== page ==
Online sharing is integral to Brits' holiday experience, says Google's head of travel

Nigel Huddleston: UKs industry head for travel at Google
Nigel Huddleston: UKs industry head for travel at Google

People share ideas about their holidays and links to videos at the early planning stages of their trip and continue to share their experiences through smartphones and social media while away, says Nigel Huddleston, Google's head of travel.

Speaking at the ABTA travel conference in Croatia, Huddleston said Google research reveals 86% of smartphone owners share photos while on holiday, while three quarters of people who use sites such as Facebook and Twitter look at social media every day while on holiday.

Consumers are also displaying a thirst for videos from brands, to communicate their holiday experience. He said: "We are seeing a huge volume of user generated and professional video content for individual destinations and hotels, and a huge thirst from consumers for more of this, because video can convey a true emotional experience."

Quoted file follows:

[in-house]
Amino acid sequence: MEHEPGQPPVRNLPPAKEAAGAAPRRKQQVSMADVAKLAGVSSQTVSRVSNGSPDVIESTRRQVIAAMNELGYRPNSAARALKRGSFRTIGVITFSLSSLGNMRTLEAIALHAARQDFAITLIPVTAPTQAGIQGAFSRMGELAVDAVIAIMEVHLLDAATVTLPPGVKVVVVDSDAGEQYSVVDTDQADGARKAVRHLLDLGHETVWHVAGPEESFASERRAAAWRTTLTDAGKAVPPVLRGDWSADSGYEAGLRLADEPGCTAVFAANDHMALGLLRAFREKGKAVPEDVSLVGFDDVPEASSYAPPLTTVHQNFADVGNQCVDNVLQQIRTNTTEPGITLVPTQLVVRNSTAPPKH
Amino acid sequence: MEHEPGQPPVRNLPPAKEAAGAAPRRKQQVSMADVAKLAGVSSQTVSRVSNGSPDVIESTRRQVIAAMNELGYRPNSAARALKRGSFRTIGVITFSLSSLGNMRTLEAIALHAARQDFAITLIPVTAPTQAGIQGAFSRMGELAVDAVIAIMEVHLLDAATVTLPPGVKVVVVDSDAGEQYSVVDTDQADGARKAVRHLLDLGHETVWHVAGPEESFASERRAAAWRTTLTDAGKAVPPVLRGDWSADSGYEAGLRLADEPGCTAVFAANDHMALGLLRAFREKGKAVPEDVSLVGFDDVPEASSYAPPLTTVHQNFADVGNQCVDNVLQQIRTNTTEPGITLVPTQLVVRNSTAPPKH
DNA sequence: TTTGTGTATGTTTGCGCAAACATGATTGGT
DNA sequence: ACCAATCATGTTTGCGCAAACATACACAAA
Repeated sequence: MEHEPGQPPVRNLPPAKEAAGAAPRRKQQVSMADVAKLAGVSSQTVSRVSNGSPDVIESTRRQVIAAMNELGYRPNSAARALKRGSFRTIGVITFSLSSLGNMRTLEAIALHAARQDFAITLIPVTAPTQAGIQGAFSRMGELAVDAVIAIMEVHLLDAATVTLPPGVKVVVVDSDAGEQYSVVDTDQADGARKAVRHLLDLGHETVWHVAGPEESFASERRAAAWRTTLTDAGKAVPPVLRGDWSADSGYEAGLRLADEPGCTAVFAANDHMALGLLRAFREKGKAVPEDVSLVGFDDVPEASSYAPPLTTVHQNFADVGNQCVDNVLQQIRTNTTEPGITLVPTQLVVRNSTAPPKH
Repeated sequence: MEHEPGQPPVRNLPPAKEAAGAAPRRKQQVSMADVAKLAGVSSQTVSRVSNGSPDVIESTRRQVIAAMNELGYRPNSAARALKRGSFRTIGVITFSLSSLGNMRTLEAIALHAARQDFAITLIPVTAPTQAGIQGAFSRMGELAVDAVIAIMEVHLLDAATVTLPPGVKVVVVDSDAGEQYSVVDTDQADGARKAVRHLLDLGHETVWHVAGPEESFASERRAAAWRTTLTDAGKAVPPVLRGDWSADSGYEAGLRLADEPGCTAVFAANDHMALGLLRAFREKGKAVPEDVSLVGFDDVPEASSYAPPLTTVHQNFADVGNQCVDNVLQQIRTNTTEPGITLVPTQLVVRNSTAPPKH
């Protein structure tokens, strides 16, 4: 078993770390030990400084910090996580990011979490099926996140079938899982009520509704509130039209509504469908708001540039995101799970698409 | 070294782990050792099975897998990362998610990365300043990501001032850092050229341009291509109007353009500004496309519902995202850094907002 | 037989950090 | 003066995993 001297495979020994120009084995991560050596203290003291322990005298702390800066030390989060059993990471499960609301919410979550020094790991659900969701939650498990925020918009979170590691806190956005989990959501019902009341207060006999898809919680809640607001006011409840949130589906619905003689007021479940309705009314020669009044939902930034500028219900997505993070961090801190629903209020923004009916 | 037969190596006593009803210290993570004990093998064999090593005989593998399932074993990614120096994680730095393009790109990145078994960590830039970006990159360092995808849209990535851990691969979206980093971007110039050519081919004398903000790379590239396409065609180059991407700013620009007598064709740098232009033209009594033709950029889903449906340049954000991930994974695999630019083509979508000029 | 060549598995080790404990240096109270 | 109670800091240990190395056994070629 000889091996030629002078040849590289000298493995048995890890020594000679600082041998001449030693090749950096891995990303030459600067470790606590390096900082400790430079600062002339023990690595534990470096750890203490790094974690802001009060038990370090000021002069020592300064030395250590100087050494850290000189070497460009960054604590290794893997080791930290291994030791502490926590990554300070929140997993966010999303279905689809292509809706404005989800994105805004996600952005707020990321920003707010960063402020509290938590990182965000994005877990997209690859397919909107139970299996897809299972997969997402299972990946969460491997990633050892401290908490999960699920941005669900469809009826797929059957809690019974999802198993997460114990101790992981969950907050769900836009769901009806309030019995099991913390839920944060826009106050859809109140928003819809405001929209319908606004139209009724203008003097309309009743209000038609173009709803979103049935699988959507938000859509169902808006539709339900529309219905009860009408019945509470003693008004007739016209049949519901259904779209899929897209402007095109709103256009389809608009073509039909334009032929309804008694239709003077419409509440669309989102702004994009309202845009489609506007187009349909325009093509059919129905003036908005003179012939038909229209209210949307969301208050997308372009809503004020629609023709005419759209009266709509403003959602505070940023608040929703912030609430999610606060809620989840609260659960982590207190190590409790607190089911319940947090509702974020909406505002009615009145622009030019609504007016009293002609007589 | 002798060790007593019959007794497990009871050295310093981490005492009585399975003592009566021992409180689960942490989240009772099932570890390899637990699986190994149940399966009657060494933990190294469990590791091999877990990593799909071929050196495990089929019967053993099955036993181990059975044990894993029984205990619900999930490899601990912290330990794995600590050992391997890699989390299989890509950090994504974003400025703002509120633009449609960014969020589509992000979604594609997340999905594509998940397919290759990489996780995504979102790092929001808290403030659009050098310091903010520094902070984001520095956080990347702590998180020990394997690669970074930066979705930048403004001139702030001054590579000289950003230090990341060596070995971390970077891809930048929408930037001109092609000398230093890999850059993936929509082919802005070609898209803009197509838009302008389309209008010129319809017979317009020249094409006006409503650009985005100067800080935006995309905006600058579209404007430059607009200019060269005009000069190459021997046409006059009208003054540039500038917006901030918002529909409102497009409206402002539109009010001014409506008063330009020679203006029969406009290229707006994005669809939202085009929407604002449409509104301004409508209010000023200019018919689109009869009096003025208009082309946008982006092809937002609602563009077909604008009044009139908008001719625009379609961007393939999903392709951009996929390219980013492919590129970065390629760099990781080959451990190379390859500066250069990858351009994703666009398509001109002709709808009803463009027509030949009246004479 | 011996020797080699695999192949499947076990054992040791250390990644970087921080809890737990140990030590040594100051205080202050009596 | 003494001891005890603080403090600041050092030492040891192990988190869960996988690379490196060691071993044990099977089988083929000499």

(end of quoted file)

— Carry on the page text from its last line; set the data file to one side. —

Google's research shows mobile is increasingly important to the holiday booking process. 70% of people look at a map site before booking a hotel, and up to 90% of people look at a review site before booking a hotel.

"Brits love their smartphones" and look at them throughout the day, even taking them into to the bedroom, meaning it is the last thing they look at before they sleep.

On average, Huddleston said, British people look at their smartphones 150 times a day. But despite this continual use, smartphones have not taken over desktop use as the most common form of booking holidays.

The average time spent considering and booking a holiday is 73 days, demonstrating the time, commitment and care that goes into the search. Mobile and tablets account for between 30% and 40% of total online travel queries.

During the 73 day period, Huddleston said, desktop and laptops users will search 11 different sites in 17 different search sessions, considerably down from what it was few years ago.

He said: "We are seeing people focus on a fewer number of sites and therefore a brand and its associations is very important."

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